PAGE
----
ENCOD BULLETIN ON DRUG POLICIES IN EUROPE
WHEN POLITICIANS REFUSE TO CHANGE BAD POLICIES, IT’S TIME TO CHANGE THE POLITICIANS
As I contemplate writing this bulletin I cannot avoid thinking about the immense changes in our society. On the one hand, Internet technology is empowering people in formerly isolated and distant parts of this world so new ideas are spreading with a speed that was unimaginable 20 years ago when ENCOD emerged as a political and activist platform in Europe. On the other hand there are still societies that are rigid and threatening to people who live in accordance with their beliefs and use of illicit substances.
In the past few years we have been witnessing in both North and South America big changes in policies and legislation – but what is the true value of these changes? Are they producing more sensible policies regarding human rights and freedoms? As we know from history, changes in legislation in America have most often been promoted by business interests, and more rarely do public interest groups achieve their goals. When campaigning for the medical use of cannabis, I cannot help but feel that something serious is missing: a serious neglect of the underlying and fundamental issue – a basic commitment to advocate the freedom to self determination without government interference. And here we encounter the essence. All (currently) illicit substances or drugs affect the body and mind in different ways and most of them can also be used for their medicinal properties. Is the struggle for the recognition of the medical value of cannabis more a struggle for legal profits than about human rights?
In California in 2007, the “Oaksterdam University” was created, an institution which is not dedicated to the research of cannabis as a medicine, but mostly to the cultivation of cannabis in an industrial manner. In general, flirting with medicine is dangerous if you are not a scientist or a doctor. Fortunately, in Jamaica, two Universities (University of the West Indies -UWI and University of Technology-UTECH) opened a research institute to value the medical effects of cannabis for conditions such as Glaucoma, as pain relief, etc.
Looking at Latin America, we see a clear trend towards liberation from the yoke of large corporate interests – people in this part of the world perceive quite differently the existing regime of drug policy too. It seems like they see on the other side of the wall of Prohibition a better, and above all, a more just world for all people. In 2014 Uruguayans will be allowed to cultivate a maximum of six plants in their homes, while Cannabis Social Clubs, of 45 members or less, will be allowed to grow up to 99 plants for their own use. The pungent aroma of legalization is in the air.
In Europe 12 years have passed since drug use was decriminalized in Portugal. The results are excellent. In ten years, there is evidence that the model proved to be successful. Less crime, better social status of the drug war victims (in embellished words, »drug users«) and better health among them. Youngsters in Portugal are no longer living in the world as it was 10 years ago (if we ignore the current economic crisis).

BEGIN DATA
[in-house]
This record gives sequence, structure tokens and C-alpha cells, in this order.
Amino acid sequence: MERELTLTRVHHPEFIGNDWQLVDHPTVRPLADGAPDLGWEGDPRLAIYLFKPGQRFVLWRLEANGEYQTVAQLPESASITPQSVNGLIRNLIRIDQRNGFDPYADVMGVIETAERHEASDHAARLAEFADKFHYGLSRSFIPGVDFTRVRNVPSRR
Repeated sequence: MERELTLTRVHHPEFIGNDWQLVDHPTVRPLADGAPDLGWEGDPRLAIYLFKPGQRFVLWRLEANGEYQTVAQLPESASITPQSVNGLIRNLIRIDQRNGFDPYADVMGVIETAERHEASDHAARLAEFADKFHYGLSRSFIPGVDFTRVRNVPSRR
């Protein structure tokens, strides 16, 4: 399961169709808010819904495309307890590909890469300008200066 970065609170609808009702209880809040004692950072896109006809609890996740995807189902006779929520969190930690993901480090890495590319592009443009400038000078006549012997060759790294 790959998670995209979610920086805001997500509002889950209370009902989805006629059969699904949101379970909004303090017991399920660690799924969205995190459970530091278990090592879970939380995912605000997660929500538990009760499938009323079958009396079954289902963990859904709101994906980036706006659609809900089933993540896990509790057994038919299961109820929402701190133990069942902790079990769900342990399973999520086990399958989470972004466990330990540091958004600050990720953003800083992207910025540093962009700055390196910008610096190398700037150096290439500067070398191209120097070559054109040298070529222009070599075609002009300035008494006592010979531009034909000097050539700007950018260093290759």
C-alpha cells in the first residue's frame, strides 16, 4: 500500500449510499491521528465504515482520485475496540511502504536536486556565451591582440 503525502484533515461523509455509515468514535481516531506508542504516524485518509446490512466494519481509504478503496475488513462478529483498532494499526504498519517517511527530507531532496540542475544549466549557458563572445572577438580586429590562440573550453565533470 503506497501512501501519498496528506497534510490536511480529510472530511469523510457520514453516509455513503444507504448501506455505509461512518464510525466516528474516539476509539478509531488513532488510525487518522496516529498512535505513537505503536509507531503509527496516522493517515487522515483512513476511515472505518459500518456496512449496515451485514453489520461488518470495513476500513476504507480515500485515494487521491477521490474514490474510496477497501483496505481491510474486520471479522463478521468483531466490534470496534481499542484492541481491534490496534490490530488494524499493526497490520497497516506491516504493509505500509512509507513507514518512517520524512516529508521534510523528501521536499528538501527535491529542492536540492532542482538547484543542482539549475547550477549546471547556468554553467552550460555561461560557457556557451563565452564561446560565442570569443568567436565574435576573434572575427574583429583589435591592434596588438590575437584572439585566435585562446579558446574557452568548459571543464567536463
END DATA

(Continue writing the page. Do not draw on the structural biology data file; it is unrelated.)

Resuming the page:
In Croatia and Slovenia we are witnessing some kind of renaissance of values. On the one hand this is a response to the social crisis, on the other, it is the result of several years of networking and exchange of ideas. In Slovenia, there are now various groups trying to establish Cannabis Social Clubs and for the second time in a year or so, there is an initiative for the introduction of a Law on Cannabis. What is missing is a common desire to end all kinds of Prohibition and not only those that are unjust because of the prevention of “medical use” (of cannabis, coca or other substances).
Much remains to be done: building connections between all different and dispersed groups, carrying out mutual support, self-criticism, questioning our own practice and operating strategies, building communities from the bottom and at the very same time facilitating the path to achieve the goals.
Soon the presentation of the new candidates for the elections for the European Parliament will take place. These elections will be conducted in May 2014. This opportunity should not be missed. Firstly we should ask the candidates what are their views on punitive drug policy in our countries. Secondly, we can identify candidates that we support or even produce our own candidates: in Slovenia one only needs 3.000 verified (signed) declarations of support to become an EP candidate. We look forward to try to choose the candidates who agree with our ideas and aims, and in countries where it is possible to get enough support we should be able to elect at least one. Even if the candidate does not win, we will somehow achieve our goal: the more politicians speak out against the war on drugs, the better.
Janko Belin, društvo AREAL
NEWS FROM THE SECRETARIAT
On Friday 6 December 2013, Encod will organise a meeting in the European Parliament in Brussels. All Encod members are welcome to assist. The goal will be to elaborate a concrete strategy to support those candidates for the EP elections who present themselves as a supporter of just and effective drug policies, and willing to work for this issue once elected.
All are very welcome to participate in this meeting. It is accessible to all but you must reserve, please use the reservation formular. If you want to receive reimbursement for your travel costs or help with finding accomodation, please let us know as soon as possible but at least before 15 november.
If you have any questions please let us know.